Top Sugar Stocks for January 2019 Express News

In the commodities space, sugar is known for its volatility. The ubiquitous sweetener has ranged from about 2 cents per pound all the way up to roughly 66 cents per pound in the last 40 years or so. Reasons for these dramatic fluctuations have to do with the systems in place to grow, process and distribute sugar. Anything from adverse weather conditions to geopolitical strife to currency volatility to shifting consumer tastes can impact the cost of sugar as a commodity. As such, most investors look to trade sugar as a commodity on a short-term basis. It’s rare to find stocks which trade on major U.S. exchanges and for companies which are focused on the sugar business.

Companies dealing directly in sugar, and especially also those with an interest in the food and beverage space more broadly, are impacted by the bottom line of sugar prices. Late in 2018, sugar fell below 10 cents per pound for the first time in a decade before climbing back up by close to 50% in a matter of weeks. Because India and Brazil are the world’s largest producers of sugar cane, weather and political issues in these two regions can have an outsize impact on sugar prices, which in turn influences the performance of companies relying on sugar. With a newly-elected president and ongoing currency stability issues, Brazil may have weakened the sugar market in recent weeks and months.

Here’s a look at the top performing sugar and sugar-adjacent stocks from major U.S. exchanges and from January 2019. Given the small list of publicly-traded sugar companies, this list does not take into account market cap, and, as a consequence, there is a large discrepancy among some of these names in terms of overall size. Further, we’ve included companies in the food and beverage and confectioner spaces as well, given that these businesses are impacted by the sugar trade. The list here is presented in order of monthly performance based on the opening stock price as of January 2, 2019 and closing price as of January 31, 2019. The performance has been compared to the Dow Jones Commodity Index Sugar average returns of 6.91% as a benchmark.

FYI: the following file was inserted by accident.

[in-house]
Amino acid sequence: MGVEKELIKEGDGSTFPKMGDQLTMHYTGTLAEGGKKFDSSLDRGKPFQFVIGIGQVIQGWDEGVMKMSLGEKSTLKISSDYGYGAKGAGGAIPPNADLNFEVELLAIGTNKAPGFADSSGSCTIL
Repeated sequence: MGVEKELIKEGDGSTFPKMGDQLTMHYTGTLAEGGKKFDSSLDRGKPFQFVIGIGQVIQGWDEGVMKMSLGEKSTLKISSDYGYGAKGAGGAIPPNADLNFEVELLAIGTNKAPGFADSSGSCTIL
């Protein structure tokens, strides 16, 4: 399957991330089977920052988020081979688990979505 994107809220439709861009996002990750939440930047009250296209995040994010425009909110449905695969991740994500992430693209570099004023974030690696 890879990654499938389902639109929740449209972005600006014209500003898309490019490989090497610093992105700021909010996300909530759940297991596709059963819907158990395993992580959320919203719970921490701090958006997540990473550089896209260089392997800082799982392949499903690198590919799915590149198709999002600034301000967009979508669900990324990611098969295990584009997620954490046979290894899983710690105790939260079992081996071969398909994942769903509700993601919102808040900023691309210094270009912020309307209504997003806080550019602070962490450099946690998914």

• Market Cap: $2.78 billion
  • Performance: 19.74%

2. Mondelez International, Inc. (MDLZ)

  • Market Cap: $68.94 billion
  • Performance: 15.99%

3. Tootsie Roll Industries (TR)

  • Market Cap: $2.30 billion
  • Performance: 4.87%

4. Rocky Mountain Chocolate Factory, Inc. (RMCF)

  • Market Cap: $50.85 million
  • Performance: 0.38%

5. The Hershey Company (HSY)

  • Market Cap: $22.88 billion
  • Performance: -0.16%

Based in Brazil but with operations across South America and in the U.K., Cosan is a conglomerate with interests in sugar and energy. Cosan has about 600,000 hectares of land dedicated to growing sugarcane. As both a sugar company and an energy outfit, Cosan stood out for its performance early in 2019.

Brazil’s new president, Jair Bolsonaro, has been seen as boosting companies which make use of the country’s natural resources. Cosan has likely benefited from this perception early on in his presidency.